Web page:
Fire Earth

Earth is fighting to stay alive. Mass dieoffs, triggered by anthropogenic assault and fallout of planetary defense systems offsetting the impact, could begin anytime!

Archive for August 16th, 2009

Powerful Quake Strikes Seabed Off W Indonesia

Posted by feww on August 16, 2009

A powerful earthquake measuring 6.7Mw strikes off the coast of western Indonesia

The powerful earthquake, originally reported as measuring 7.0Mw, struck in the Kepulauan Mentawai Region, Indonesia, about 110 km WSW of Padang, Sumatra, Indonesia, at a depth of 44.8km on Sunday August 16, 2009, USGS reported.

The earthquake, which was later downgraded by USGS EQ Hazard Program was followed by a cluster of  aftershocks at the time of writing, the largest of which measured 5.9Mw.

[ Note: FEWW Moderators have noted that at least a dozen or so earthquakes which were initially reported as measuring 6.0 or greater, have been subsequently downgraded by USGS without any explanation.  Moderators also noted an  earthquake reported in Alaska, which measured greater than 5.0, was withdrawn from the USGS report last week, again without any explanation.]

See also FEWW comments:

According to Indonesia’s Meteorological and Geophysics Agency there was NO tsunami warning.

Several people received minor injuries as they fled building in Padang, where a small number of buildings were damage, according to reports.

Earthquake Details

  • Magnitude: 6.7
  • Date-Time
    • Sunday, August 16, 2009 at 07:38:25 UTC
    • Sunday, August 16, 2009 at 02:38:25 PM at epicenter
  • Location: 1.397°S, 99.473°E
  • Depth: 44.8 km (27.8 miles)
  • Distances
    • 110 km (70 miles) WSW of Padang, Sumatra, Indonesia
    • 305 km (190 miles) SW of Pekanbaru, Sumatra, Indonesia
    • 560 km (345 miles) SSW of KUALA LUMPUR, Malaysia
    • 960 km (600 miles) WNW of JAKARTA, Java, Indonesia
  • Location Uncertainty: horizontal +/- 5.8 km (3.6 miles); depth +/- 10.2 km (6.3 miles)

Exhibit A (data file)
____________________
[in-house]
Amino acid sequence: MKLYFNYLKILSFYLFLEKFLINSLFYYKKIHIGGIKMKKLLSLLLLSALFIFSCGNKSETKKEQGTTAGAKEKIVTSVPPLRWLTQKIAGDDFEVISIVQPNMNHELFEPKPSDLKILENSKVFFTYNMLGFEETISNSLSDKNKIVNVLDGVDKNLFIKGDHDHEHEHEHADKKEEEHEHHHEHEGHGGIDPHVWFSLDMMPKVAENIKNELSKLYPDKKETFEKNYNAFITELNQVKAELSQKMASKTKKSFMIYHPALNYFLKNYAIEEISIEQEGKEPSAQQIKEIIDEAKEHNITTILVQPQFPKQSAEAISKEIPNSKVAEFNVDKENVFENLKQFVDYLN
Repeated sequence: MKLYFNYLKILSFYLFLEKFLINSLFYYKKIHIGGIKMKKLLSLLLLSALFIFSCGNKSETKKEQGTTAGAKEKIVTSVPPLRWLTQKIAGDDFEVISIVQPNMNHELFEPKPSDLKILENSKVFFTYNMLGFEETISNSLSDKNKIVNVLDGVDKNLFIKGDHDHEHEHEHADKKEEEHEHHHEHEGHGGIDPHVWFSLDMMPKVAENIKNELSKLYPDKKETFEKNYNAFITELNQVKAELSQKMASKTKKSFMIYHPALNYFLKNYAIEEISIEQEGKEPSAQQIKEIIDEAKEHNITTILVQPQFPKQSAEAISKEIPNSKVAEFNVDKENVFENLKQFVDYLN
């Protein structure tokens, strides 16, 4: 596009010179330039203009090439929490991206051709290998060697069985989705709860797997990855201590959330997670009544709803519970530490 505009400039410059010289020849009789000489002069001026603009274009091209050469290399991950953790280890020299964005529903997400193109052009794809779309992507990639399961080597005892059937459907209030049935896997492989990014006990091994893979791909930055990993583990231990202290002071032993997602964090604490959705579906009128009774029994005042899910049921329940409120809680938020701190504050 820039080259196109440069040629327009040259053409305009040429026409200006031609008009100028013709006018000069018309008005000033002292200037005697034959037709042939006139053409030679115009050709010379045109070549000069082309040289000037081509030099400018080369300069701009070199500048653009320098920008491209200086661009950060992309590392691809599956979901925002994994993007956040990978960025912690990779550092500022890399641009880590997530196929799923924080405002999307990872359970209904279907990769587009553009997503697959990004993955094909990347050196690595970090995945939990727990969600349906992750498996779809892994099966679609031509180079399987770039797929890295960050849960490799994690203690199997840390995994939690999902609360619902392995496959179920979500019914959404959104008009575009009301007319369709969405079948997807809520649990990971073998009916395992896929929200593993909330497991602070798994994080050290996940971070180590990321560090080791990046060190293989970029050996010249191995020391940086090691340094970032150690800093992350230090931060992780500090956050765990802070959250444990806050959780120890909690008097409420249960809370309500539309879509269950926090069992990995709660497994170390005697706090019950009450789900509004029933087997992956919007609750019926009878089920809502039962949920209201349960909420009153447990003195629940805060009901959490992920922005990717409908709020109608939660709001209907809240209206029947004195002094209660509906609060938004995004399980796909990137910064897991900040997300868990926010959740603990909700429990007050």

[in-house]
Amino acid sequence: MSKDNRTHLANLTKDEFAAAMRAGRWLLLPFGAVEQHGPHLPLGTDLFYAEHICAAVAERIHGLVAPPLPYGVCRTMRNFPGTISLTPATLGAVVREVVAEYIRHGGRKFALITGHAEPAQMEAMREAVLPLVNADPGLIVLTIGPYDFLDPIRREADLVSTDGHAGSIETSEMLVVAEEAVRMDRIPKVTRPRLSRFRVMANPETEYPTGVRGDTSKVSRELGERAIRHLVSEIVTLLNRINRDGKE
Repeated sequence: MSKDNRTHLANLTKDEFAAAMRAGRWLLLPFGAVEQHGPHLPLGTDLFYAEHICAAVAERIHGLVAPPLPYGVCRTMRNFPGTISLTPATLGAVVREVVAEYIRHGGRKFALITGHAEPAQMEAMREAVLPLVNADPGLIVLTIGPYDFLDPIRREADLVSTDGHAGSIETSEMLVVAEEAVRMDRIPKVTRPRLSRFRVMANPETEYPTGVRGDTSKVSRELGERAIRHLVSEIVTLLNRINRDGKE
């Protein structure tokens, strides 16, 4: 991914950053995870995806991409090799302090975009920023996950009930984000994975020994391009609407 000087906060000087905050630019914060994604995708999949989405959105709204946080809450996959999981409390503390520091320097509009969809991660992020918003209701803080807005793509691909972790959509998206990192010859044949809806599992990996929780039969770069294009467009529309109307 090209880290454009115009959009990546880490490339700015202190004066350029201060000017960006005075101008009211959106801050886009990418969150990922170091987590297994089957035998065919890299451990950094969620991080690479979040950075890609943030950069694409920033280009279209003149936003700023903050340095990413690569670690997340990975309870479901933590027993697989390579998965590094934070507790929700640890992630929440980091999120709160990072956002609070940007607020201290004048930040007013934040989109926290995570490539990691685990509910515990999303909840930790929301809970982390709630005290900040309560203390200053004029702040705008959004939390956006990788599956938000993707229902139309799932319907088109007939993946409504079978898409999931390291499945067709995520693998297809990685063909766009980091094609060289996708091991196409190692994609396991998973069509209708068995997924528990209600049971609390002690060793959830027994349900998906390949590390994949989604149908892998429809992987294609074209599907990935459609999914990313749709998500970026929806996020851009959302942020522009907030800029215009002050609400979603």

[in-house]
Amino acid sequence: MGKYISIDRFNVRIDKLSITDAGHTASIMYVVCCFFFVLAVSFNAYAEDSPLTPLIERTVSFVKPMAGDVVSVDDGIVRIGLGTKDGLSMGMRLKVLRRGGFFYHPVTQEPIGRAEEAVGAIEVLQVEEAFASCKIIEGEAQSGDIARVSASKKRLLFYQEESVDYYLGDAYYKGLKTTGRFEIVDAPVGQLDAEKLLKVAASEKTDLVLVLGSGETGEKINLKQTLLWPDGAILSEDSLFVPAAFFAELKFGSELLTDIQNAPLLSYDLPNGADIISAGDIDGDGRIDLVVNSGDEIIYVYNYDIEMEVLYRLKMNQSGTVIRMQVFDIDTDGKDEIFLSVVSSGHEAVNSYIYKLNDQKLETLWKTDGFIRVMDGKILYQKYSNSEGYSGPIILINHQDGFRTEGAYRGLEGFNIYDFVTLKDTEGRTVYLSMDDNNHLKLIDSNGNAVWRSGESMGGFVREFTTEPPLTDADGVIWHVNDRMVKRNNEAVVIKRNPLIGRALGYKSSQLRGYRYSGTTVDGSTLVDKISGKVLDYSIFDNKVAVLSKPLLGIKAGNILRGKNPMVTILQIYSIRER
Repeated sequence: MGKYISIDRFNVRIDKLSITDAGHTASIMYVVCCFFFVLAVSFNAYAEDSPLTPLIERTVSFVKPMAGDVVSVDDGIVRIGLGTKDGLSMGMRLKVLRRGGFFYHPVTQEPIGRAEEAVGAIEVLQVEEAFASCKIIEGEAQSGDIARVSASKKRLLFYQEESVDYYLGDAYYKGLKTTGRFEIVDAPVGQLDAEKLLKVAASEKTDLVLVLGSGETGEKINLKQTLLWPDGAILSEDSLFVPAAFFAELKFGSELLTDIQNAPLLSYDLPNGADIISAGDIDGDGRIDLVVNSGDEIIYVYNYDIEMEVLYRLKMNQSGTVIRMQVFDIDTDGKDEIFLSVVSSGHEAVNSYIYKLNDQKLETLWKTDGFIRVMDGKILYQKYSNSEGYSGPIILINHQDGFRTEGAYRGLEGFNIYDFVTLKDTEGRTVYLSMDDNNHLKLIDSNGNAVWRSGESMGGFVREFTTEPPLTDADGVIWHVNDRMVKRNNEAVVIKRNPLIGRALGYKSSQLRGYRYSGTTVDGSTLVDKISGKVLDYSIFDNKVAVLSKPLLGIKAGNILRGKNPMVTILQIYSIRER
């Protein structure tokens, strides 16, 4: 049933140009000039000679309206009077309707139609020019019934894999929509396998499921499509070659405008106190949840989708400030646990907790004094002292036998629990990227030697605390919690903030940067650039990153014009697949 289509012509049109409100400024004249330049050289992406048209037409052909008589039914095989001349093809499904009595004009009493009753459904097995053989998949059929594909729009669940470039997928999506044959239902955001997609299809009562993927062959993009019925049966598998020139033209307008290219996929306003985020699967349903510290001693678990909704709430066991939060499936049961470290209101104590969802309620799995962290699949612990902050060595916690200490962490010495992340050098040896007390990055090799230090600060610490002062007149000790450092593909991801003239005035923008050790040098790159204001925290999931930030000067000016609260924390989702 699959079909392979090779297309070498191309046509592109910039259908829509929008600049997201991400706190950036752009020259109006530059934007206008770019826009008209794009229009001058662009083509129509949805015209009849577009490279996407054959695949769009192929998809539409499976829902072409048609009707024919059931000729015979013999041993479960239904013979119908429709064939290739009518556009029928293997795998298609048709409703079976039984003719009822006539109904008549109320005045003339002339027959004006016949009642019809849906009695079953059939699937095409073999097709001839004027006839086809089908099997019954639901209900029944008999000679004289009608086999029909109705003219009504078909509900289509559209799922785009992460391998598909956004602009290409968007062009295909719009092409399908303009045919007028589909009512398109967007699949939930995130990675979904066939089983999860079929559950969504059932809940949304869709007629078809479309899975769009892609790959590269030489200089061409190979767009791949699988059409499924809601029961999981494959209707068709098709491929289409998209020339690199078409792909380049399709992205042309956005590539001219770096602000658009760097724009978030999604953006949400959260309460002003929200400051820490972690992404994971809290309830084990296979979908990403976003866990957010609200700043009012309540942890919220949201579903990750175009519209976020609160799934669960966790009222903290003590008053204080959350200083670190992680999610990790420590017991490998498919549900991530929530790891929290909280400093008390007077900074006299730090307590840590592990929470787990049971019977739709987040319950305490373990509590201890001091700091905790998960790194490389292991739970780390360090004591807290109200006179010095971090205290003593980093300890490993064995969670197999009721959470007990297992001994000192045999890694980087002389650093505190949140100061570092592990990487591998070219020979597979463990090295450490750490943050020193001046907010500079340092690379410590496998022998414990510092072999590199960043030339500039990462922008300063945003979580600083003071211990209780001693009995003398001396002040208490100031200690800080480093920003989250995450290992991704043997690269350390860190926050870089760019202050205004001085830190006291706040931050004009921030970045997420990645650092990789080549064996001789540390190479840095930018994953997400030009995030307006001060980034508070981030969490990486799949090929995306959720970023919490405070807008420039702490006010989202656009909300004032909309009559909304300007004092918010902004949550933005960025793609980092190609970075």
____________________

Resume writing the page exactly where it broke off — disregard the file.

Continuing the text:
• Parameters: NST=240, Nph=240, Dmin=683.1 km, Rmss=1.04 sec, Gp= 22°, M-type=teleseismic moment magnitude (Mw), Version=8
  • Source: USGS NEIC (WDCS-D)
  • Event ID:  us2009kjak

10-degree Map Centered at 0°N,100°E

Earthquake Location Map. Source: USGS

Historic Seismicity [USGS]

Historic Seismicity
Major Tectonic Boundaries: Subduction Zones -purple, Ridges -red and Transform Faults -green

Seismic Hazard Map [USGS]
Seismic Hazard Map
Major Tectonic Boundaries: Subduction Zones -purple, Ridges -red and Transform Faults -green

Related Links:

Posted in aftershocks, Kepulauan Mentawai, Pekanbaru, seismic activity, seismic hazard report | Tagged: , , , , | 4 Comments »

Meet Bill and Ana, 2009 First Named Storms

Posted by feww on August 16, 2009

2009 Tropical Storm Season Off to Busy Start

bill and ana

The red shaded area covering about a half of Florida panhandle is small area of low pressure in the Gulf of Mexico centered about 130km SW of Tampa, which according to the  NWS TPC/National Hurricane Center is becoming better organized with the possibility of developing a “closed surface circulation” with a more than 50 percent probability of developing into a Tropical Cyclone later today.

Area of low pressure, Gulf of Mexico, IR image.  Click on the image to enlarge and update.


Meanwhile, back in the ocean, Ana and Bill are moving west across the Atlantic Ocean
TS ANA: Click on the image to enlarge and update.

TS ANA: Coastal Watches/Warnings and 5-Day Track Forecast Cone